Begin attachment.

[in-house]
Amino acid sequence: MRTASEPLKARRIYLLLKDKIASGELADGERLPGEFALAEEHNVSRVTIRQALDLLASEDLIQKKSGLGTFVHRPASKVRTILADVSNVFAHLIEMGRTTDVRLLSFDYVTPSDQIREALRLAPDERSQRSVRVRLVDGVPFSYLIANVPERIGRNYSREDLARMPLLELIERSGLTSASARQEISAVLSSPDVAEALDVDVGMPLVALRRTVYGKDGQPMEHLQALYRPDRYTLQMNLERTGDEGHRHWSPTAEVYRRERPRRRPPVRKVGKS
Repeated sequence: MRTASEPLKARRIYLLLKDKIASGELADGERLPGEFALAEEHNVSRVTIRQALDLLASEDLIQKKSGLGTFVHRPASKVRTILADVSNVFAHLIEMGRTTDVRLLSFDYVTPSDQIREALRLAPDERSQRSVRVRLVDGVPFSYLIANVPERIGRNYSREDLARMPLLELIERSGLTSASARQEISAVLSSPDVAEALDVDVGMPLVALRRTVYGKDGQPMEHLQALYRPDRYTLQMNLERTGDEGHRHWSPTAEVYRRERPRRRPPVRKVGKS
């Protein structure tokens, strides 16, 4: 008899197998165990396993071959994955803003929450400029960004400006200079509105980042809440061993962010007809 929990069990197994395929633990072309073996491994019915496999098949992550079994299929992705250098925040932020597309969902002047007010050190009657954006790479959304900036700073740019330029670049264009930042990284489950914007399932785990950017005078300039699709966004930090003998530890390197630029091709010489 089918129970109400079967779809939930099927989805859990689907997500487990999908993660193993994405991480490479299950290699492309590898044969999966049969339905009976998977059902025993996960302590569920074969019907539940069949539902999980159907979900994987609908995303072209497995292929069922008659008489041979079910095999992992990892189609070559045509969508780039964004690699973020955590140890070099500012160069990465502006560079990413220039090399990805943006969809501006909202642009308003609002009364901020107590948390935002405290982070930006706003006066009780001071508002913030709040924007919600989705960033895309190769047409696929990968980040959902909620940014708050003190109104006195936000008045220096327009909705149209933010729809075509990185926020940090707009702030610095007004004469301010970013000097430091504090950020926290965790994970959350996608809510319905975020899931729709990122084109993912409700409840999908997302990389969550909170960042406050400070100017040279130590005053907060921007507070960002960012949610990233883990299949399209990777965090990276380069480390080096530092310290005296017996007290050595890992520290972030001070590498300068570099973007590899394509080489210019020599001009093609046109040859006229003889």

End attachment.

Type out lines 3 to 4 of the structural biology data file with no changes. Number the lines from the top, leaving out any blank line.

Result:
Repeated sequence: MRTASEPLKARRIYLLLKDKIASGELADGERLPGEFALAEEHNVSRVTIRQALDLLASEDLIQKKSGLGTFVHRPASKVRTILADVSNVFAHLIEMGRTTDVRLLSFDYVTPSDQIREALRLAPDERSQRSVRVRLVDGVPFSYLIANVPERIGRNYSREDLARMPLLELIERSGLTSASARQEISAVLSSPDVAEALDVDVGMPLVALRRTVYGKDGQPMEHLQALYRPDRYTLQMNLERTGDEGHRHWSPTAEVYRRERPRRRPPVRKVGKS
């Protein structure tokens, strides 16, 4: 008899197998165990396993071959994955803003929450400029960004400006200079509105980042809440061993962010007809 929990069990197994395929633990072309073996491994019915496999098949992550079994299929992705250098925040932020597309969902002047007010050190009657954006790479959304900036700073740019330029670049264009930042990284489950914007399932785990950017005078300039699709966004930090003998530890390197630029091709010489 089918129970109400079967779809939930099927989805859990689907997500487990999908993660193993994405991480490479299950290699492309590898044969999966049969339905009976998977059902025993996960302590569920074969019907539940069949539902999980159907979900994987609908995303072209497995292929069922008659008489041979079910095999992992990892189609070559045509969508780039964004690699973020955590140890070099500012160069990465502006560079990413220039090399990805943006969809501006909202642009308003609002009364901020107590948390935002405290982070930006706003006066009780001071508002913030709040924007919600989705960033895309190769047409696929990968980040959902909620940014708050003190109104006195936000008045220096327009909705149209933010729809075509990185926020940090707009702030610095007004004469301010970013000097430091504090950020926290965790994970959350996608809510319905975020899931729709990122084109993912409700409840999908997302990389969550909170960042406050400070100017040279130590005053907060921007507070960002960012949610990233883990299949399209990777965090990276380069480390080096530092310290005296017996007290050595890992520290972030001070590498300068570099973007590899394509080489210019020599001009093609046109040859006229003889």